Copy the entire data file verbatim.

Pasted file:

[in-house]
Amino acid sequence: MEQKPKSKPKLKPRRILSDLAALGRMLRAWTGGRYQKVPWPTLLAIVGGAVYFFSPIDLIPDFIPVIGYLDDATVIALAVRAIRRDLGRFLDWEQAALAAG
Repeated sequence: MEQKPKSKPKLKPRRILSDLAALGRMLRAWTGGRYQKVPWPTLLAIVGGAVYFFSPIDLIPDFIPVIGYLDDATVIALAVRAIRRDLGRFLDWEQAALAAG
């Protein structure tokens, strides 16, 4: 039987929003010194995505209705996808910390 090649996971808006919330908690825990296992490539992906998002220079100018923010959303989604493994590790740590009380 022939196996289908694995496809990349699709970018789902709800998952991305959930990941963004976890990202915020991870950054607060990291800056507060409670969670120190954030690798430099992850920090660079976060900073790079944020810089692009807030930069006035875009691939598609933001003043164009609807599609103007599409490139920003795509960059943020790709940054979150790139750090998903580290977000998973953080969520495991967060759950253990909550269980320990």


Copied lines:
[in-house]
Amino acid sequence: MEQKPKSKPKLKPRRILSDLAALGRMLRAWTGGRYQKVPWPTLLAIVGGAVYFFSPIDLIPDFIPVIGYLDDATVIALAVRAIRRDLGRFLDWEQAALAAG
Repeated sequence: MEQKPKSKPKLKPRRILSDLAALGRMLRAWTGGRYQKVPWPTLLAIVGGAVYFFSPIDLIPDFIPVIGYLDDATVIALAVRAIRRDLGRFLDWEQAALAAG
């Protein structure tokens, strides 16, 4: 039987929003010194995505209705996808910390 090649996971808006919330908690825990296992490539992906998002220079100018923010959303989604493994590790740590009380 022939196996289908694995496809990349699709970018789902709800998952991305959930990941963004976890990202915020991870950054607060990291800056507060409670969670120190954030690798430099992850920090660079976060900073790079944020810089692009807030930069006035875009691939598609933001003043164009609807599609103007599409490139920003795509960059943020790709940054979150790139750090998903580290977000998973953080969520495991967060759950253990909550269980320990």